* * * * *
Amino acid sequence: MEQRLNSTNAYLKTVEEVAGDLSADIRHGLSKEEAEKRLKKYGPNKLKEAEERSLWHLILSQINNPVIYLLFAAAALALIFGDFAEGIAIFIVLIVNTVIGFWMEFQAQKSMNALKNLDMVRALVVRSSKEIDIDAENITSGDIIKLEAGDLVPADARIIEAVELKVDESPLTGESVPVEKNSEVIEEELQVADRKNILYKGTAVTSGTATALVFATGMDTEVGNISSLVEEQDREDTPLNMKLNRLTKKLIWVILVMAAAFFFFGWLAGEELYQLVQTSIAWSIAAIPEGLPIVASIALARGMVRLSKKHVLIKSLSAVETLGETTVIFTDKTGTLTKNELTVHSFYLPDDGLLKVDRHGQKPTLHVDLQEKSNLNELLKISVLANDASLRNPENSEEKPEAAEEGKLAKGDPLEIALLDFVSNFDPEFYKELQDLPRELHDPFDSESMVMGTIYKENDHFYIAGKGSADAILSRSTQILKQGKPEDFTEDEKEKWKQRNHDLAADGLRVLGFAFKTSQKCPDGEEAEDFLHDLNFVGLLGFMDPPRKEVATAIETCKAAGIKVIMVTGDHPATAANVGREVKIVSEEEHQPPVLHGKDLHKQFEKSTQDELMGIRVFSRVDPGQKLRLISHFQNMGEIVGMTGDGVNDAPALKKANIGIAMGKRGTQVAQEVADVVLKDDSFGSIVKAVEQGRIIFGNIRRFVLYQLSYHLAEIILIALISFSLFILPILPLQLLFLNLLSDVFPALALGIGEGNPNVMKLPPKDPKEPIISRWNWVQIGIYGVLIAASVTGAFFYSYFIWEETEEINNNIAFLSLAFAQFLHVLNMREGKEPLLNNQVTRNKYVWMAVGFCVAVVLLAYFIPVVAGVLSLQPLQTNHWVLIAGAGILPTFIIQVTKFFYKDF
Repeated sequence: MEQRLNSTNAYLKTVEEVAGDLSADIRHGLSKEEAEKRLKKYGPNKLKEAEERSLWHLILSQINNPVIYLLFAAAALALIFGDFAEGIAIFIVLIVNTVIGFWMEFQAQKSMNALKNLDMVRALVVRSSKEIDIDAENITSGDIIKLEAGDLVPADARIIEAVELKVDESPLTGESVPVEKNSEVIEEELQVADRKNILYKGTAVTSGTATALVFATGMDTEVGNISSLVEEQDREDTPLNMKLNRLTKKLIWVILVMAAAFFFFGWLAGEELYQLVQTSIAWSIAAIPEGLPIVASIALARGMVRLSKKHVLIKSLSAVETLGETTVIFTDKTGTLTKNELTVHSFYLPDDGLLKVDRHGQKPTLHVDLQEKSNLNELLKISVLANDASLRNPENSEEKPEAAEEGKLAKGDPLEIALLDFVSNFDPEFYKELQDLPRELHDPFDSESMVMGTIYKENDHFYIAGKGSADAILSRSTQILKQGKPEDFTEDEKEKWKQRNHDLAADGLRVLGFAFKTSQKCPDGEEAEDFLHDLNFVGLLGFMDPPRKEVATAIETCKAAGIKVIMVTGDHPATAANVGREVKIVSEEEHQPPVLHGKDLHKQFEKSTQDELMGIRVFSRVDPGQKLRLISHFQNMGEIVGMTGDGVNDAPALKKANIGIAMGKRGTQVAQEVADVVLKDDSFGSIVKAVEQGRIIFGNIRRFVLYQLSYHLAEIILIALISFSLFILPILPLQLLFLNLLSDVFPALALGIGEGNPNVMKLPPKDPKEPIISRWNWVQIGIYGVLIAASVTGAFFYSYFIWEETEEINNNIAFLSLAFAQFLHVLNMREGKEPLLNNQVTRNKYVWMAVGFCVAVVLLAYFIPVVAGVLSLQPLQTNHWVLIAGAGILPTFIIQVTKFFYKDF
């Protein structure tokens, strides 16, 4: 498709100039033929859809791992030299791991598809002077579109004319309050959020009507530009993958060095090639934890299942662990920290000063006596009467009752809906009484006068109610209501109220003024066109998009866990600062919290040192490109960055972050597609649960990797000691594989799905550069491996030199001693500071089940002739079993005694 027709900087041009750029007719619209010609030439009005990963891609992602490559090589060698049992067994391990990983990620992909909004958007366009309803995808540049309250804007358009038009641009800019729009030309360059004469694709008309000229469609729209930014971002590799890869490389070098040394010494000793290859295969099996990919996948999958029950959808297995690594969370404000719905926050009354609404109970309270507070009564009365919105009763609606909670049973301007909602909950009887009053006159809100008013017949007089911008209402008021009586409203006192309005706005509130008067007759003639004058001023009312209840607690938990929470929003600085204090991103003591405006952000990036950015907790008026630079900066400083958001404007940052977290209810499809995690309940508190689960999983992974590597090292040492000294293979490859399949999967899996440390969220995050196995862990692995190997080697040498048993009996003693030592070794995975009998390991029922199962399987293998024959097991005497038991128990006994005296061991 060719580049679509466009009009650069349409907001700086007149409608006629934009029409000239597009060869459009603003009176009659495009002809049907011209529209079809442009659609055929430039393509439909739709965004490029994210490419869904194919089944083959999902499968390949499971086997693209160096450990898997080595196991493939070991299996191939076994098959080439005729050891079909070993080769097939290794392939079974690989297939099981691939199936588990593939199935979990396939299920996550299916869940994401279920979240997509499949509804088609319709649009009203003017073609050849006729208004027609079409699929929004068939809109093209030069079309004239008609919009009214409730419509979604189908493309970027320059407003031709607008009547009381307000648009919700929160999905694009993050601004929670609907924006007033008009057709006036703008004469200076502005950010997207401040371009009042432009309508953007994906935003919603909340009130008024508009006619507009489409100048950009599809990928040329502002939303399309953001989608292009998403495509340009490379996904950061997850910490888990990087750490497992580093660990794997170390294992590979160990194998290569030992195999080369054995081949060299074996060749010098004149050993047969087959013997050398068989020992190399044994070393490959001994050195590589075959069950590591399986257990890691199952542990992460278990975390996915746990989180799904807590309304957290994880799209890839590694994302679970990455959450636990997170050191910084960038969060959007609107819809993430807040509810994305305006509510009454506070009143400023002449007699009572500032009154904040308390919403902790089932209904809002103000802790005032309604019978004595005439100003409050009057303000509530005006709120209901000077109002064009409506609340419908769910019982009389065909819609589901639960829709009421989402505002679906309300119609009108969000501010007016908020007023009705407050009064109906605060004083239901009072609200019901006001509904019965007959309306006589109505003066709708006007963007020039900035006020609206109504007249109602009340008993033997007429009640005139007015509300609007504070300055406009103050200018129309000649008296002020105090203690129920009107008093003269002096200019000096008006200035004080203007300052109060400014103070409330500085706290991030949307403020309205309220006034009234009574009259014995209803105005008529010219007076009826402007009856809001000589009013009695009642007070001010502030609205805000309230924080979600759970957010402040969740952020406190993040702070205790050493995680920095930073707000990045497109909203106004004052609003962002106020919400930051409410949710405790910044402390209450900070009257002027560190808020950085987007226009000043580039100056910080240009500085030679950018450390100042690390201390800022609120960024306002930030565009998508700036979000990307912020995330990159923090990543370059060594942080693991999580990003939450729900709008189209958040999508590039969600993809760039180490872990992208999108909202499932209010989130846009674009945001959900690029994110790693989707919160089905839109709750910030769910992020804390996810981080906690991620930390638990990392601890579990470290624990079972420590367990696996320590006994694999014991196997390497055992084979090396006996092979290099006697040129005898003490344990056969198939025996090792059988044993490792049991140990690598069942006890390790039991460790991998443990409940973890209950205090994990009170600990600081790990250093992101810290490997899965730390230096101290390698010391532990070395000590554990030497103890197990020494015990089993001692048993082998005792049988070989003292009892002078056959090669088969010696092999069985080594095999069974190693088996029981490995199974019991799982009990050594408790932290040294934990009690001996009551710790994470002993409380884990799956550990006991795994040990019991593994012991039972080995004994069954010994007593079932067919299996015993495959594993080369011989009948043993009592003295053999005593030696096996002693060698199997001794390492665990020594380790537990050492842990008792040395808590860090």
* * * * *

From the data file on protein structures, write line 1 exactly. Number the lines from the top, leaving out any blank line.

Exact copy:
Amino acid sequence: MEQRLNSTNAYLKTVEEVAGDLSADIRHGLSKEEAEKRLKKYGPNKLKEAEERSLWHLILSQINNPVIYLLFAAAALALIFGDFAEGIAIFIVLIVNTVIGFWMEFQAQKSMNALKNLDMVRALVVRSSKEIDIDAENITSGDIIKLEAGDLVPADARIIEAVELKVDESPLTGESVPVEKNSEVIEEELQVADRKNILYKGTAVTSGTATALVFATGMDTEVGNISSLVEEQDREDTPLNMKLNRLTKKLIWVILVMAAAFFFFGWLAGEELYQLVQTSIAWSIAAIPEGLPIVASIALARGMVRLSKKHVLIKSLSAVETLGETTVIFTDKTGTLTKNELTVHSFYLPDDGLLKVDRHGQKPTLHVDLQEKSNLNELLKISVLANDASLRNPENSEEKPEAAEEGKLAKGDPLEIALLDFVSNFDPEFYKELQDLPRELHDPFDSESMVMGTIYKENDHFYIAGKGSADAILSRSTQILKQGKPEDFTEDEKEKWKQRNHDLAADGLRVLGFAFKTSQKCPDGEEAEDFLHDLNFVGLLGFMDPPRKEVATAIETCKAAGIKVIMVTGDHPATAANVGREVKIVSEEEHQPPVLHGKDLHKQFEKSTQDELMGIRVFSRVDPGQKLRLISHFQNMGEIVGMTGDGVNDAPALKKANIGIAMGKRGTQVAQEVADVVLKDDSFGSIVKAVEQGRIIFGNIRRFVLYQLSYHLAEIILIALISFSLFILPILPLQLLFLNLLSDVFPALALGIGEGNPNVMKLPPKDPKEPIISRWNWVQIGIYGVLIAASVTGAFFYSYFIWEETEEINNNIAFLSLAFAQFLHVLNMREGKEPLLNNQVTRNKYVWMAVGFCVAVVLLAYFIPVVAGVLSLQPLQTNHWVLIAGAGILPTFIIQVTKFFYKDF